The Historian Who Likes History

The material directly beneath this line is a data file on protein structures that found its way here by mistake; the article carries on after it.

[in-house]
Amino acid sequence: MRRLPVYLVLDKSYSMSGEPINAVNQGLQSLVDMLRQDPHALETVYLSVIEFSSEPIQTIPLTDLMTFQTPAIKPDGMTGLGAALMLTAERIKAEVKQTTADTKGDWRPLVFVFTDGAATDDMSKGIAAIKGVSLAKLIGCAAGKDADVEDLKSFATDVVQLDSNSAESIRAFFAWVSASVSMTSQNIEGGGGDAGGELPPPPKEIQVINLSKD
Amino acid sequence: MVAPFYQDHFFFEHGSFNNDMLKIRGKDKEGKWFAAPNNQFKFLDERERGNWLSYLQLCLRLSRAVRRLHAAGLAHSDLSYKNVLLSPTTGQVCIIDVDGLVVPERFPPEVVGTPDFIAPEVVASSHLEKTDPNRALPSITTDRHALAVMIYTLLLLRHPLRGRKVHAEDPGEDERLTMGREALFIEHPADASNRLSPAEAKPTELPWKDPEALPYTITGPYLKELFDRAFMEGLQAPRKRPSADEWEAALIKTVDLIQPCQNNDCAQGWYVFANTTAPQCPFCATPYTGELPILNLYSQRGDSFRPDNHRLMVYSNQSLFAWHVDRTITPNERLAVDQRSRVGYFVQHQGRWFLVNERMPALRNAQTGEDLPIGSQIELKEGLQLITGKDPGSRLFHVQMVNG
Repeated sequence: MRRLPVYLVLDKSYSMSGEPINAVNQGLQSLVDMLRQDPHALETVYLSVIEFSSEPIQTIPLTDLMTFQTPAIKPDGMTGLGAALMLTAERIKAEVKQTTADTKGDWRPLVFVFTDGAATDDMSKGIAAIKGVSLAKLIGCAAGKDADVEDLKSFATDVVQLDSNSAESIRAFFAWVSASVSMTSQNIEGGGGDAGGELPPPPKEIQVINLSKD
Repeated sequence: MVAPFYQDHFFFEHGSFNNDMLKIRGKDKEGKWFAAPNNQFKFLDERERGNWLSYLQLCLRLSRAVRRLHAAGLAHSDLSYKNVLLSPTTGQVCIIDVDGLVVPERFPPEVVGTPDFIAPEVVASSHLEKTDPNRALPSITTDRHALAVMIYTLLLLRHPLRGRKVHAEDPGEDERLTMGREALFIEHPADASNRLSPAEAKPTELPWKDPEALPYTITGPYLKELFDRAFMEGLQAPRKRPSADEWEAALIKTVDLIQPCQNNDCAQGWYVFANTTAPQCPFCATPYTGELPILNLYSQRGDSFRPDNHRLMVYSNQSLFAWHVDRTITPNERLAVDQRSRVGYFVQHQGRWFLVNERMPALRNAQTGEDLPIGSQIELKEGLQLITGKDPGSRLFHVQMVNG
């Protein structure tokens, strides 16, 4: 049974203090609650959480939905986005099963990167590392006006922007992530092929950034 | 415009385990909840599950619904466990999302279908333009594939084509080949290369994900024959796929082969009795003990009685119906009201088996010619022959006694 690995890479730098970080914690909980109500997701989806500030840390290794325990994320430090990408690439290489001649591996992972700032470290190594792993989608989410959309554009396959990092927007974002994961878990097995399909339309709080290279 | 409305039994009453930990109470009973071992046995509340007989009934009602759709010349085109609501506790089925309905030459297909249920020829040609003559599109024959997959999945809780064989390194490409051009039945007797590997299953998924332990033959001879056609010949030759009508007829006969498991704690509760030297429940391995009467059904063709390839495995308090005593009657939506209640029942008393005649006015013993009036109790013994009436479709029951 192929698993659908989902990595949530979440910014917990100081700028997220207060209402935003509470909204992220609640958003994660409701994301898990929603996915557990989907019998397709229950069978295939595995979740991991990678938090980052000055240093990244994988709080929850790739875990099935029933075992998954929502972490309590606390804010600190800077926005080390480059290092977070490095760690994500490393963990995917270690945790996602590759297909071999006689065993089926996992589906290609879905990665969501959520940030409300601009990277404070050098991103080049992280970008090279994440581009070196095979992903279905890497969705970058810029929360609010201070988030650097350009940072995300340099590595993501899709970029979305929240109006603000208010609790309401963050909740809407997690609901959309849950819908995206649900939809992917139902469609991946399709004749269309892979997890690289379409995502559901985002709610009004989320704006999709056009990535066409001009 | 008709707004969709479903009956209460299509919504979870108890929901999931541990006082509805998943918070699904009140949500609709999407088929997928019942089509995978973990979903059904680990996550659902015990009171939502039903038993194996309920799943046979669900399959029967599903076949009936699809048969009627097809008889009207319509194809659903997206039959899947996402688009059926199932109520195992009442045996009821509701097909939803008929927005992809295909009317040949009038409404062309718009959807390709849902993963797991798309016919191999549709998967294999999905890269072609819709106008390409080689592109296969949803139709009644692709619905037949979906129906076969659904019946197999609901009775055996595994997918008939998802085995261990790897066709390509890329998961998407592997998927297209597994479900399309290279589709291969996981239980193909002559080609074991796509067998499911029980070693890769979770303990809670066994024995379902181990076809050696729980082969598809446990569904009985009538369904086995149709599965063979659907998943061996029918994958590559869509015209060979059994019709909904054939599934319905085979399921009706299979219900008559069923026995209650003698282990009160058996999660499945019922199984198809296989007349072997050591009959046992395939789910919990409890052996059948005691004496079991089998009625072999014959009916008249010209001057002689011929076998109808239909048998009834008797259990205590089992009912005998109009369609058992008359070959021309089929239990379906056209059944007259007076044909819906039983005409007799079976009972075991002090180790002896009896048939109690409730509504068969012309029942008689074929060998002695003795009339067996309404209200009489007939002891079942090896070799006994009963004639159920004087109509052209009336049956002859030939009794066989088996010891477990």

“The historian who likes history for what it is—once living men’s experiences—and not as raw material for a conclusion, takes the empiricist path. He deals with stubborn facts as every mind deals with the flux of experience—attending, comparing, making distinctions, finding likenesses, and perhaps arriving at modest unities, rather than starting and ending with one large one. That different historians give divergent accounts of the ‘same’ past also corresponds with the experience of life—it is taken differently. Only an All-Knower could see it whole and ‘right,’ and access to his mind is not easy. Fortunately, in actual knowers the several perspectives affect meaning more than brute facts, so that after reading several histories of the same events the scene becomes clear, the truth grows by repeated takings. At that point it is most unlikely that the childish, colorless idea of a single cause will convince. The business and pleasure of history is to recapture an intuition of bygone events by imaging their (plural) conditions.” (Jacques Barzun, A Stroll With William James, p. 127)

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